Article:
Officials in Fuquay-Varina and Holly Springs are calling on Wake County leaders to make school construction in their towns a top priority in the coming years.
There is only one high school in each southern Wake town, and both face crowding.
Holly Springs High School has an enrollment cap, meaning students who move into the school’s assignment zones aren’t guaranteed admission. The town’s three elementary schools are also capped.
Fuquay-Varina High School is able to operate at 115 percent capacity thanks to 23 classroom trailers – 18 more than recommended by facilities managers.
The most recent bond referendum doesn’t address high school needs in Fuquay-Varina or Holly Springs, so town leaders are speaking up in hopes their needs will be met in the next bond referendum, if not sooner.
Fuquay-Varina commissioners passed a resolution last week calling on county leaders to build a new high school and renovate Fuquay-Varina High, which will be 40 years old next year.
“The truth is we need another high school in our service area that’s bigger than the one we got, and it don’t need to be full of trailers,” said Fuquay-Varina Mayor John Byrne. “We are the fastest-growing town in the state of North Carolina.”
Holly Springs hasn’t passed a resolution. But town council members recently met with Wake schools Superintendent Jim Merrill and talked about the prospects of another high school in Holly Springs.
“They know our needs,” said Holly Springs Mayor Dick Sears. “What (the school board) needs is more funding.”
The Republican-controlled Wake County Board of Commissioners is responsible for funding school construction. The Democrat-controlled Wake County school board is in charge of choosing where to build new schools.
Wake schools officials have said the district needs 40 new schools built and several others renovated by 2020 to accommodate projected growth. The recently-passed $810 million school construction bond will build 16 of them and renovate some others.
Unless Democrats take control of the board of commissioners in the upcoming election, the next bond referendum isn’t likely to take place until 2016. If voters approve a referendum that year, the new schools aren’t likely to open for another two or three years, said Joe Desormeaux, Wake assistant superintendent for facilities.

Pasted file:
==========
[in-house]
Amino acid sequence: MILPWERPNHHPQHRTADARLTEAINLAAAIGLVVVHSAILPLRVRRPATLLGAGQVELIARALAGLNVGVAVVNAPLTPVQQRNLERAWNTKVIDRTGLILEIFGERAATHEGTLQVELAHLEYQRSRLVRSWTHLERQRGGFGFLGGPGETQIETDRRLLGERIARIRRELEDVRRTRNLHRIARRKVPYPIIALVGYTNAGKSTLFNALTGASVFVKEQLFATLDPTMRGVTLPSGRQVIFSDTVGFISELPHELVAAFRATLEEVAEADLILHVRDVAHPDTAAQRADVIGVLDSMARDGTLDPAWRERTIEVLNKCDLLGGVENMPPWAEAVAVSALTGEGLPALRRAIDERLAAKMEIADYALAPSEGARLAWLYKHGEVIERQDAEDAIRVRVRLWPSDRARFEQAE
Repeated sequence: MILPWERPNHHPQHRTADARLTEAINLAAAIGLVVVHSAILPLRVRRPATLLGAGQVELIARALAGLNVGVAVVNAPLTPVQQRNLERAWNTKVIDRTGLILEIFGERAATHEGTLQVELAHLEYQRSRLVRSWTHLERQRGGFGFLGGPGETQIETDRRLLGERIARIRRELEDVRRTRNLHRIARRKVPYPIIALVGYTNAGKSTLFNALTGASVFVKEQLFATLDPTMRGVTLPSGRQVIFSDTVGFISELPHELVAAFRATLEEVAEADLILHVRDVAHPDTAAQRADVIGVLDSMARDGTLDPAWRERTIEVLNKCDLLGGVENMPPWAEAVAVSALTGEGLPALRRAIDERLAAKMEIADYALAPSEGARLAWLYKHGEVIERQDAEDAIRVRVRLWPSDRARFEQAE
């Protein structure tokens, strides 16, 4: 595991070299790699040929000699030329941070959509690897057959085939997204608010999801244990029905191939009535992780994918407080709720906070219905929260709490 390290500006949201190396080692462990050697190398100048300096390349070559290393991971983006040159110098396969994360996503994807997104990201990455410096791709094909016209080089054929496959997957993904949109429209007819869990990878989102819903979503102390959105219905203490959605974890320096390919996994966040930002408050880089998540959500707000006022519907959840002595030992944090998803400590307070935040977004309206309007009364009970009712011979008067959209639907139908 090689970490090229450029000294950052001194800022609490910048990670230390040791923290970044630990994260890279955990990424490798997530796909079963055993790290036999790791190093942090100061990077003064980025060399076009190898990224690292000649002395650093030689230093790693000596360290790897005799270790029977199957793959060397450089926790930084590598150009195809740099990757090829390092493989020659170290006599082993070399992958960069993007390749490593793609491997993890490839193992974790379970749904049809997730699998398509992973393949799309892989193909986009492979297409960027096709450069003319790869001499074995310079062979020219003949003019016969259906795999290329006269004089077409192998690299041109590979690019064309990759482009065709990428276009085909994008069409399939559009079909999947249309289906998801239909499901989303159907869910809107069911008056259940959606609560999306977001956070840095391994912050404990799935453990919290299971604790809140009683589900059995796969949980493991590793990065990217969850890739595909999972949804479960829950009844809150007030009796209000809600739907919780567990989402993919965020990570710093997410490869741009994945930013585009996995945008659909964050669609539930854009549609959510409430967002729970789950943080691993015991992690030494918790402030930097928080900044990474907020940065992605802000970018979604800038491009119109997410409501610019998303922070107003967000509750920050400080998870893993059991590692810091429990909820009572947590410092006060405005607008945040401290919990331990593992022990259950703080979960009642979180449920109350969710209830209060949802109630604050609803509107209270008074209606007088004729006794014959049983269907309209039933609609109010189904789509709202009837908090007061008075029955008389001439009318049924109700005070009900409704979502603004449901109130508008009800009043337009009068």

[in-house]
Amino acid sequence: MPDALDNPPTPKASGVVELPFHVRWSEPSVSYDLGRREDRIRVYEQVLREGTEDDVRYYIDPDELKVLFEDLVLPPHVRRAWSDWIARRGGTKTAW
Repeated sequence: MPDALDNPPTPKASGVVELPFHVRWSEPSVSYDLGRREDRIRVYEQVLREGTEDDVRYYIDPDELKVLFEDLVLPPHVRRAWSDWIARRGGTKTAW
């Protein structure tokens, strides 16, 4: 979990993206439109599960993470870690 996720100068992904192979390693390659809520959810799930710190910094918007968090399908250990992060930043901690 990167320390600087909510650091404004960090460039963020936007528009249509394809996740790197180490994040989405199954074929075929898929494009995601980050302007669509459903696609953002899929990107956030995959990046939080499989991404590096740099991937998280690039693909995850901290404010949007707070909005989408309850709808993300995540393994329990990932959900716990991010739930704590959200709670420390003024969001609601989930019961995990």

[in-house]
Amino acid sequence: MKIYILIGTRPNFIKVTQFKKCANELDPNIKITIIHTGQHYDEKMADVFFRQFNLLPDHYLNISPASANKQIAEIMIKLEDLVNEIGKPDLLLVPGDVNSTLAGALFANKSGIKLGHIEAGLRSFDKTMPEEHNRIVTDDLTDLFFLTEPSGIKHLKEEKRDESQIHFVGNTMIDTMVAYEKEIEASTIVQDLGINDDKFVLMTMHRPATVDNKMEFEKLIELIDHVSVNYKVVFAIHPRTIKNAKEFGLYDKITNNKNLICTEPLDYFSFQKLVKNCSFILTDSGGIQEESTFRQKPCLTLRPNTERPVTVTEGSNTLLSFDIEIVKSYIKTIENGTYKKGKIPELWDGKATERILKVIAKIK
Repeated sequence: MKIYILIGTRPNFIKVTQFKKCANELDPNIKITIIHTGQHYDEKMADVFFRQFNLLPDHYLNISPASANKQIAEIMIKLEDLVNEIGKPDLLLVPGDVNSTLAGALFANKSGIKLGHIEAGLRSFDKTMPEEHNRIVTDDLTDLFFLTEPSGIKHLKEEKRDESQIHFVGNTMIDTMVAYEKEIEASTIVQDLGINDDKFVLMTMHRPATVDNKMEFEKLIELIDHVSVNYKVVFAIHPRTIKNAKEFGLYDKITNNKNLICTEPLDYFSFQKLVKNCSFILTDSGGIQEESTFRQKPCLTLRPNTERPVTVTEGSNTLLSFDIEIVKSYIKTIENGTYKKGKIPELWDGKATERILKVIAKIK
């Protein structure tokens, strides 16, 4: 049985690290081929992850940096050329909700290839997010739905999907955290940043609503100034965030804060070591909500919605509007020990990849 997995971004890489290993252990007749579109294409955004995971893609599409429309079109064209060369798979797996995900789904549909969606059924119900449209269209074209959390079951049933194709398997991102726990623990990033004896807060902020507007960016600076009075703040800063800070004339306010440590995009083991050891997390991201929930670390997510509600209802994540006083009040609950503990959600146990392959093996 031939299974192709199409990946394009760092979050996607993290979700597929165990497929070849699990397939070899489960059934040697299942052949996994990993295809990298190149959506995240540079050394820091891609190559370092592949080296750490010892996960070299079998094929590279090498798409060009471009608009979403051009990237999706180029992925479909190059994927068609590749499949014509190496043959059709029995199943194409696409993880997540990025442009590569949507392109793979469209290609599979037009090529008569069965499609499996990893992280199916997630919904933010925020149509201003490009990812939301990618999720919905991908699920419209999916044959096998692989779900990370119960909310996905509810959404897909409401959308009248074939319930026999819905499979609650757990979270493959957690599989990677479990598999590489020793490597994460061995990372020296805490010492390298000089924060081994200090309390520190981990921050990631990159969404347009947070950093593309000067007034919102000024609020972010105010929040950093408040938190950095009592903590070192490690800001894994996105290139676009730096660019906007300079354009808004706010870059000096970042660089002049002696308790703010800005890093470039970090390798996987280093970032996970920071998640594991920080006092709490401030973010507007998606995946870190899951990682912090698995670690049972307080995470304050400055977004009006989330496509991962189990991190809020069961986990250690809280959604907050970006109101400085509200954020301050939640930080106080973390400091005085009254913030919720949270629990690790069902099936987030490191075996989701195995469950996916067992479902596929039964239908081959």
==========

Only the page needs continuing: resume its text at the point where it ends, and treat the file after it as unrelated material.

Fuquay-Varina is expected to grow by more than 6,000 residents to about 28,000 by 2020, according to town staff. Holly Springs is expected to grow by at least 8,200 to more than 38,000 residents by 2020.
School system officials already are searching for land near the intersection of N.C. 55 and Ten-Ten Road to build another high school, Desormeaux said. The system already owns land on Old Honeycutt Road in Fuquay-Varina where it plans to build a high school in the future.
Despite the growth in southern Wake, there’s no guarantee the school board will choose to build high schools in Fuquay-Varina or Holly Springs.
Except for Knightdale High and Wake Forest High, every high school in the county is operating over capacity, Desormeaux said.
Susan Evans, the school board member who represents western Wake County including parts of Fuquay-Varina, said the board must be judicious.
“They’re not lost or forgotten, but their needs have to be weighed in composite with the whole county,” she said. “West Cary would like some schools right now, too, but we’ve got to balance all of that.”
The school board may be able to fund renovations to Fuquay-Varina High School as part of the district’s capital improvement plans, Evans said.
Fuquay-Varina officials and business leaders plan to further plead their case when Evans visits town in February for a district meeting.
In the meantime, the resolution passed last week will serve as a reminder that Fuquay-Varina officials supported the construction bonds in the past, but Mayor Pro-Tem Charlie Adcock adds they didn’t get much in return.
In Holly Springs, Sears is holding out hope that new commissioners might provide school funding sooner than expected. He’s asking residents to keep the need for more schools in mind as they vote for commissioners this fall.
Incumbent Republican Commissioner Phil Matthews, who represents the towns on the board, is running for reelection against Democrat Matt Calabria.
Commissioners “really need to open up the coffers,” Sears said.